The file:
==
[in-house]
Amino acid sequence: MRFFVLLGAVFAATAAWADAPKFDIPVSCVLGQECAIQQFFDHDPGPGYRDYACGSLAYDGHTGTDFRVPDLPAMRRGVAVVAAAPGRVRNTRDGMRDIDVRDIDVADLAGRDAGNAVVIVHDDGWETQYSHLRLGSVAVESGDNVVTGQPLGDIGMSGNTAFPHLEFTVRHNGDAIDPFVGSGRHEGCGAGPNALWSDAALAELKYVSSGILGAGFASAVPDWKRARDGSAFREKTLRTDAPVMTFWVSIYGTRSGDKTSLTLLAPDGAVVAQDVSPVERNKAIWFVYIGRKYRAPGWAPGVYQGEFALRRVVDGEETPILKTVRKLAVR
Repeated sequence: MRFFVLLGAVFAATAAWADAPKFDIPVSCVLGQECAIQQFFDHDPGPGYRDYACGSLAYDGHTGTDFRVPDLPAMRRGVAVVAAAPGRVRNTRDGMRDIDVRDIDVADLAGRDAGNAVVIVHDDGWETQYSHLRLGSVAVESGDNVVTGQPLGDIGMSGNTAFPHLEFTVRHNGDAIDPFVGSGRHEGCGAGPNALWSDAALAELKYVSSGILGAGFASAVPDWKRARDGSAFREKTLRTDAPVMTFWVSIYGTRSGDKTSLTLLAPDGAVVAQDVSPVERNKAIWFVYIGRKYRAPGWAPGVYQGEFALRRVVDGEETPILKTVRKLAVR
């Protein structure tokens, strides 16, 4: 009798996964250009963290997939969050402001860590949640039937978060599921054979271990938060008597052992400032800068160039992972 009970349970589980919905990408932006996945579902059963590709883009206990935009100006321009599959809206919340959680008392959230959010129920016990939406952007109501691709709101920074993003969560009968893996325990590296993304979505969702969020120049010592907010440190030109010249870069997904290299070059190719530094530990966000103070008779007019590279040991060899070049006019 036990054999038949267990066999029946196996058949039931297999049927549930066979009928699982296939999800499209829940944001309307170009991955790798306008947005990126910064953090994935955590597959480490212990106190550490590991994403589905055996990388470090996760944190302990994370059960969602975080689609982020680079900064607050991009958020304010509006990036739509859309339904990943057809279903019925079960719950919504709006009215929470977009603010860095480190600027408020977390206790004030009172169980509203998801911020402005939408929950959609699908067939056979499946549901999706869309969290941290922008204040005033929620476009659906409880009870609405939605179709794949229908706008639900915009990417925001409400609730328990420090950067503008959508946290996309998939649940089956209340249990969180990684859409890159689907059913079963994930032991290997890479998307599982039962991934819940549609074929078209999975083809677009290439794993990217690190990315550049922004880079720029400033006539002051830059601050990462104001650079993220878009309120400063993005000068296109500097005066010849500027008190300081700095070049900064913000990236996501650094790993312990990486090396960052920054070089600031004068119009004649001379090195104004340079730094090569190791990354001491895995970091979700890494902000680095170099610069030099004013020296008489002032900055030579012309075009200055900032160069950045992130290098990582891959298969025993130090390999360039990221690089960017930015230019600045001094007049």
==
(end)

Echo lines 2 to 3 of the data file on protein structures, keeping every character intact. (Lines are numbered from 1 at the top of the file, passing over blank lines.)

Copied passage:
Amino acid sequence: MRFFVLLGAVFAATAAWADAPKFDIPVSCVLGQECAIQQFFDHDPGPGYRDYACGSLAYDGHTGTDFRVPDLPAMRRGVAVVAAAPGRVRNTRDGMRDIDVRDIDVADLAGRDAGNAVVIVHDDGWETQYSHLRLGSVAVESGDNVVTGQPLGDIGMSGNTAFPHLEFTVRHNGDAIDPFVGSGRHEGCGAGPNALWSDAALAELKYVSSGILGAGFASAVPDWKRARDGSAFREKTLRTDAPVMTFWVSIYGTRSGDKTSLTLLAPDGAVVAQDVSPVERNKAIWFVYIGRKYRAPGWAPGVYQGEFALRRVVDGEETPILKTVRKLAVR
Repeated sequence: MRFFVLLGAVFAATAAWADAPKFDIPVSCVLGQECAIQQFFDHDPGPGYRDYACGSLAYDGHTGTDFRVPDLPAMRRGVAVVAAAPGRVRNTRDGMRDIDVRDIDVADLAGRDAGNAVVIVHDDGWETQYSHLRLGSVAVESGDNVVTGQPLGDIGMSGNTAFPHLEFTVRHNGDAIDPFVGSGRHEGCGAGPNALWSDAALAELKYVSSGILGAGFASAVPDWKRARDGSAFREKTLRTDAPVMTFWVSIYGTRSGDKTSLTLLAPDGAVVAQDVSPVERNKAIWFVYIGRKYRAPGWAPGVYQGEFALRRVVDGEETPILKTVRKLAVR